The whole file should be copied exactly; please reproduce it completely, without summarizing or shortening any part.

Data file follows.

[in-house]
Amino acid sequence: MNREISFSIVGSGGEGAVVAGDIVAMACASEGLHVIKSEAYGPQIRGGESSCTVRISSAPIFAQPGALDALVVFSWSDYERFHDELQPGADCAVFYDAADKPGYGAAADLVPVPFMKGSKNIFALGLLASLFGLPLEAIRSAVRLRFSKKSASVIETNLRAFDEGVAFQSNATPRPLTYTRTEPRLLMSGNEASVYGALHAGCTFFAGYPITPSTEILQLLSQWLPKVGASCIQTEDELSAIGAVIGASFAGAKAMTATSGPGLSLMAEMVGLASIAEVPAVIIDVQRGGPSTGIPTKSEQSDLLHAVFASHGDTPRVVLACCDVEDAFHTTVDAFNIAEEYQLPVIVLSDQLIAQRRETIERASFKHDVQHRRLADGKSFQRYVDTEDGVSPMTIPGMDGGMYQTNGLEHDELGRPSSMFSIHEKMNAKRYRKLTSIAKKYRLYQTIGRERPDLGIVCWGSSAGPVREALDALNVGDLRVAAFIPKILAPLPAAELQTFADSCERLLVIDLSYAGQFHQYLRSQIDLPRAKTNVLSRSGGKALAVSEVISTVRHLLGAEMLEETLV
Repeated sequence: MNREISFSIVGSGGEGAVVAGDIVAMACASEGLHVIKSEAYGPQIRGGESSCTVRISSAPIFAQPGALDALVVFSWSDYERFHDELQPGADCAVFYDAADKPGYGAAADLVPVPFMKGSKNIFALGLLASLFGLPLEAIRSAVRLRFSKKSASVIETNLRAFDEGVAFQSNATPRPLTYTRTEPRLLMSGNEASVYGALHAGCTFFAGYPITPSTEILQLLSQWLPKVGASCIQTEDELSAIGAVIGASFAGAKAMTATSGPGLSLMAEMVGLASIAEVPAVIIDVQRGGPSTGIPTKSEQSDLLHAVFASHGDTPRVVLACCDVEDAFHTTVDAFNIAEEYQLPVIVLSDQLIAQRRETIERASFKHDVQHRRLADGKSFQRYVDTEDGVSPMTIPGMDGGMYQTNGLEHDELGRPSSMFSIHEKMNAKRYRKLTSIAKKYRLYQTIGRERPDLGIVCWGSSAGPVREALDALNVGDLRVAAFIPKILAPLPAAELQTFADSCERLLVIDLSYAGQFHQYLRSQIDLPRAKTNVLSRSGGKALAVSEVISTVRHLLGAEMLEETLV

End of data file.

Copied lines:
[in-house]
Amino acid sequence: MNREISFSIVGSGGEGAVVAGDIVAMACASEGLHVIKSEAYGPQIRGGESSCTVRISSAPIFAQPGALDALVVFSWSDYERFHDELQPGADCAVFYDAADKPGYGAAADLVPVPFMKGSKNIFALGLLASLFGLPLEAIRSAVRLRFSKKSASVIETNLRAFDEGVAFQSNATPRPLTYTRTEPRLLMSGNEASVYGALHAGCTFFAGYPITPSTEILQLLSQWLPKVGASCIQTEDELSAIGAVIGASFAGAKAMTATSGPGLSLMAEMVGLASIAEVPAVIIDVQRGGPSTGIPTKSEQSDLLHAVFASHGDTPRVVLACCDVEDAFHTTVDAFNIAEEYQLPVIVLSDQLIAQRRETIERASFKHDVQHRRLADGKSFQRYVDTEDGVSPMTIPGMDGGMYQTNGLEHDELGRPSSMFSIHEKMNAKRYRKLTSIAKKYRLYQTIGRERPDLGIVCWGSSAGPVREALDALNVGDLRVAAFIPKILAPLPAAELQTFADSCERLLVIDLSYAGQFHQYLRSQIDLPRAKTNVLSRSGGKALAVSEVISTVRHLLGAEMLEETLV
Repeated sequence: MNREISFSIVGSGGEGAVVAGDIVAMACASEGLHVIKSEAYGPQIRGGESSCTVRISSAPIFAQPGALDALVVFSWSDYERFHDELQPGADCAVFYDAADKPGYGAAADLVPVPFMKGSKNIFALGLLASLFGLPLEAIRSAVRLRFSKKSASVIETNLRAFDEGVAFQSNATPRPLTYTRTEPRLLMSGNEASVYGALHAGCTFFAGYPITPSTEILQLLSQWLPKVGASCIQTEDELSAIGAVIGASFAGAKAMTATSGPGLSLMAEMVGLASIAEVPAVIIDVQRGGPSTGIPTKSEQSDLLHAVFASHGDTPRVVLACCDVEDAFHTTVDAFNIAEEYQLPVIVLSDQLIAQRRETIERASFKHDVQHRRLADGKSFQRYVDTEDGVSPMTIPGMDGGMYQTNGLEHDELGRPSSMFSIHEKMNAKRYRKLTSIAKKYRLYQTIGRERPDLGIVCWGSSAGPVREALDALNVGDLRVAAFIPKILAPLPAAELQTFADSCERLLVIDLSYAGQFHQYLRSQIDLPRAKTNVLSRSGGKALAVSEVISTVRHLLGAEMLEETLV